At least, not as nice as I thought…
When I began researching fashion at street level back in 2005, interviewing for the FashionMap1 at Nottingham Trent University, in collaboration with the Future Laboratory2, I became immediately aware of my assumptions of other people before I approached them to interview about their clothes. It shocked me as I’d mostly considered myself a good person, equal, but there I was in Nottingham city centre with sweeping statements flying out of my mouth about people I didn’t know. At times I would avoid people all together, based on the way they looked. I had to work at overcoming my anxieties, so as not to approach only people I also inappropriately decided were like me. Or, based purely on the way they were dressed, assumed would like me enough to talk to me.
Beyond my years of social conditioning and boxed preconceptions, were equally heady protocols to manage. Make sure you don’t interview anyone under 16, or anyone unsound of mind, so as to be threatening to my own safety, or my photographer. Tricky, when you’re trying not to judge people based on appearance. Assert eye contact but don’t intimidate, wrestling people to the ground and ramming a voice recorder in their face, also not allowed! Two other important notes: 1. Nobody likes seeing a person wielding a clipboard, no matter how much you’re smiling. 2. The camera on the other hand, people seemed to like that.
It’s a funny thing to chase after someone in the street that you’ve never met and say “Hi, I really like your look, can I interview you?” I’d experience several emotional states, shifting from anxiety and excitement propelling me after someone, to shock that I’m doing it, fear becoming interest as the person starts to talk and we both relax into conversation. Always ending with the feeling of privilege, with the exception of one person I really didn’t like but that was nothing to do with her clothes. I was disappointed but accepted it wasn’t necessary for me to like anyone, which would be a bonus; I was collecting opinions that’s all. What was so great is that I did like 124 out of 125 people that year, despite my initial judgments. Most people were happy to talk, perhaps even pleased that someone was interested in them enough to stop them. Some talked for twenty minutes, or even an hour, giving up their whole lunch break to talk about fashion and identity in the 21st century, from their point of view. There were also the people that said ‘No’. And that is okay too.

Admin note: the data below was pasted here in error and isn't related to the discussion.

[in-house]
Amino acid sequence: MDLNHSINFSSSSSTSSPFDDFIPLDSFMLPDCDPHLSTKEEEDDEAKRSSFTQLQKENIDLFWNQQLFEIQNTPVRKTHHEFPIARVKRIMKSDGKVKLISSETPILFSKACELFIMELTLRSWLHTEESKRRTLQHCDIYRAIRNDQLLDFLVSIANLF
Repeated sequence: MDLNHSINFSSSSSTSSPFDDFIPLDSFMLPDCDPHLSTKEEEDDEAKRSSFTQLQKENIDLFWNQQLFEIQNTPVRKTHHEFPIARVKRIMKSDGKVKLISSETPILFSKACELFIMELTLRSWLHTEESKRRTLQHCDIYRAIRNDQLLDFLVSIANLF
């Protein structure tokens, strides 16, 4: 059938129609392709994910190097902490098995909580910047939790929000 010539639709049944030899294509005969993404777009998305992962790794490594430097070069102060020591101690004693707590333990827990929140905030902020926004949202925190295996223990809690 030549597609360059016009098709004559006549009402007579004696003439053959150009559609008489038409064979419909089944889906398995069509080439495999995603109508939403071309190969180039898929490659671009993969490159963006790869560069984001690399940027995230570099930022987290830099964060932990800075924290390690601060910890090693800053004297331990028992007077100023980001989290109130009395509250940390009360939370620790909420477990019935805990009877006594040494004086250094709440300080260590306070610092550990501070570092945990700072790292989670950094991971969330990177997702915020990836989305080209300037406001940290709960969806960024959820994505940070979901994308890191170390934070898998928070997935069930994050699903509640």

Often, fashion editors dictate fashion, which may not even be their opinion, instead that of a more senior editor, editorial team, or advertising driven endorsement. Along side these opinions, catwalk shows to street style images (excluding Bill Cunningham’s3 approach of stiletto healed ladies jumping puddles in New York) are presented in a static form, drawing parallels to previous collections, bluntly over-viewing trends or enforcing order to what you absolutely must do with this season’s must have or mustn’t do with the must-haven’t. Little to no consideration given to clothing as part of our experience, in every day life. Even now with the explosion of video in fashion, largely the way models move is strictly choreographed, stylistically a big success. Not however, at all representative of most people, how we move and use clothing. Or perhaps even more importantly, how we view each other and ourselves in the clothes that make it from fashion editorials, out onto the high street. The daily messages we signal each other with little conscious consideration. In an anthropological sense, we’re talking very generally here about semiotics, placing clothing into some kind of context. Who though, apart from academics consider this and the effect in our everyday? I’m a big fan of the academic, I hope even to be one one day. However, academic speak isn’t well shared, often closed to more general debate, and that’s a shame. We don’t need big words to develop awareness of our experiences and ourselves; clothing plays such an enormous part from identity forming to practicalities, protection and mobility. During my research I notice it only takes a good question, like ‘Do you think you are individual? To get people opening up and sharing really fascinating intimacies with clothing, self-awareness, judgements towards those outside of their considered social group, ideas on clothing and social mobility, and how people treat them depending on their outfit.
Another trigger for this column is publishing’s ability to embellish or over edit the truth about fashion, conceivably any topic. Generally, and I think most who work in publishing would agree, allows for quite a lot of, how shall we say? Fuck ups! People misquoted, opinions over edited or images used suggestively, names spelt backwards etc… So, I figured, let’s make a more concerted effort to give people, a voice in fashion. It isn’t the role of the Voice Collector to pass judgements, which is still a lot harder than I could have imagined, but I’m working on it! In any case, it doesn’t matter what I think, what do you think?
Ready to get back out there, collecting opinions relevant to clothing, fashion and style in 2013 and beyond.